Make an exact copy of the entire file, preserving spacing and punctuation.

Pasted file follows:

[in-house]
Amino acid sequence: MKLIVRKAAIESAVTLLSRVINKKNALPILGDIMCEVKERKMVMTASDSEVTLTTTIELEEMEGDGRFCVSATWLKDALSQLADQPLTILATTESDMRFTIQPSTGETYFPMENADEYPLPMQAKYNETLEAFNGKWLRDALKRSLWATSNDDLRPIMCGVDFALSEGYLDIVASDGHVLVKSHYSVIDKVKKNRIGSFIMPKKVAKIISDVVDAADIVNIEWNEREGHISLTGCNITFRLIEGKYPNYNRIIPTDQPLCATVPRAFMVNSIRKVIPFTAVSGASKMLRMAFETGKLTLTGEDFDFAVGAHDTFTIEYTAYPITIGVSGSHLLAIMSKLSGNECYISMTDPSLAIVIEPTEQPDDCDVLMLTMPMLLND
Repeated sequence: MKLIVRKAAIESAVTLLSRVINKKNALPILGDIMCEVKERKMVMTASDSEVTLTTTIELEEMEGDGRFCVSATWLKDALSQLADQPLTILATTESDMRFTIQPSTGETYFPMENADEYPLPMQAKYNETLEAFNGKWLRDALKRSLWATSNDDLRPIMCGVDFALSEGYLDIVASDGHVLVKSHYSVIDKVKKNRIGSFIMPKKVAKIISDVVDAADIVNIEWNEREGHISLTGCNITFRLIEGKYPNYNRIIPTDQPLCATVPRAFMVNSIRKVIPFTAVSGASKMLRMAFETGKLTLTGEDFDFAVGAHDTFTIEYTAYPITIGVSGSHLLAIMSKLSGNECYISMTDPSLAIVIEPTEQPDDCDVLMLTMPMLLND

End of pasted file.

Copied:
[in-house]
Amino acid sequence: MKLIVRKAAIESAVTLLSRVINKKNALPILGDIMCEVKERKMVMTASDSEVTLTTTIELEEMEGDGRFCVSATWLKDALSQLADQPLTILATTESDMRFTIQPSTGETYFPMENADEYPLPMQAKYNETLEAFNGKWLRDALKRSLWATSNDDLRPIMCGVDFALSEGYLDIVASDGHVLVKSHYSVIDKVKKNRIGSFIMPKKVAKIISDVVDAADIVNIEWNEREGHISLTGCNITFRLIEGKYPNYNRIIPTDQPLCATVPRAFMVNSIRKVIPFTAVSGASKMLRMAFETGKLTLTGEDFDFAVGAHDTFTIEYTAYPITIGVSGSHLLAIMSKLSGNECYISMTDPSLAIVIEPTEQPDDCDVLMLTMPMLLND
Repeated sequence: MKLIVRKAAIESAVTLLSRVINKKNALPILGDIMCEVKERKMVMTASDSEVTLTTTIELEEMEGDGRFCVSATWLKDALSQLADQPLTILATTESDMRFTIQPSTGETYFPMENADEYPLPMQAKYNETLEAFNGKWLRDALKRSLWATSNDDLRPIMCGVDFALSEGYLDIVASDGHVLVKSHYSVIDKVKKNRIGSFIMPKKVAKIISDVVDAADIVNIEWNEREGHISLTGCNITFRLIEGKYPNYNRIIPTDQPLCATVPRAFMVNSIRKVIPFTAVSGASKMLRMAFETGKLTLTGEDFDFAVGAHDTFTIEYTAYPITIGVSGSHLLAIMSKLSGNECYISMTDPSLAIVIEPTEQPDDCDVLMLTMPMLLND